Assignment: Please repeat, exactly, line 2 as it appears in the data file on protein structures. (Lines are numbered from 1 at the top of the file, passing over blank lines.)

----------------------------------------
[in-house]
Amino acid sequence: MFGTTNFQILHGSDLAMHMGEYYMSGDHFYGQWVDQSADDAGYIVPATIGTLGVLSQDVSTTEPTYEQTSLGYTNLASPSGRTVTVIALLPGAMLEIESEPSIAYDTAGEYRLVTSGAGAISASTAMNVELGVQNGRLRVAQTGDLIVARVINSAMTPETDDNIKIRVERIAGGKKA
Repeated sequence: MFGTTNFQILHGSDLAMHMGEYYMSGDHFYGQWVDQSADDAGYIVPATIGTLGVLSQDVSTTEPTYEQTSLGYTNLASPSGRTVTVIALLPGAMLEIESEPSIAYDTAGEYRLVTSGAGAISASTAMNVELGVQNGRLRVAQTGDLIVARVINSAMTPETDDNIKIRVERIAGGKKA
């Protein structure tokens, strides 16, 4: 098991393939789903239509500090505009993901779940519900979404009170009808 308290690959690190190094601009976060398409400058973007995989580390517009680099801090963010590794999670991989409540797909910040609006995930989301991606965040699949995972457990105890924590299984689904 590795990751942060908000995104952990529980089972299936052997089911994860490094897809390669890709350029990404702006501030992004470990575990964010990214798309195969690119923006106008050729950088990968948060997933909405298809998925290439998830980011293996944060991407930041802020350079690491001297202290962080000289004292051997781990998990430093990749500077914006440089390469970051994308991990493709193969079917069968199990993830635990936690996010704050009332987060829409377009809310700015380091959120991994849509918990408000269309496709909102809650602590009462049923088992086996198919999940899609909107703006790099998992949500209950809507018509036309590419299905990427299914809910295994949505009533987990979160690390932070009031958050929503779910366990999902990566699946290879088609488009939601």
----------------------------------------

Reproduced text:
Amino acid sequence: MFGTTNFQILHGSDLAMHMGEYYMSGDHFYGQWVDQSADDAGYIVPATIGTLGVLSQDVSTTEPTYEQTSLGYTNLASPSGRTVTVIALLPGAMLEIESEPSIAYDTAGEYRLVTSGAGAISASTAMNVELGVQNGRLRVAQTGDLIVARVINSAMTPETDDNIKIRVERIAGGKKA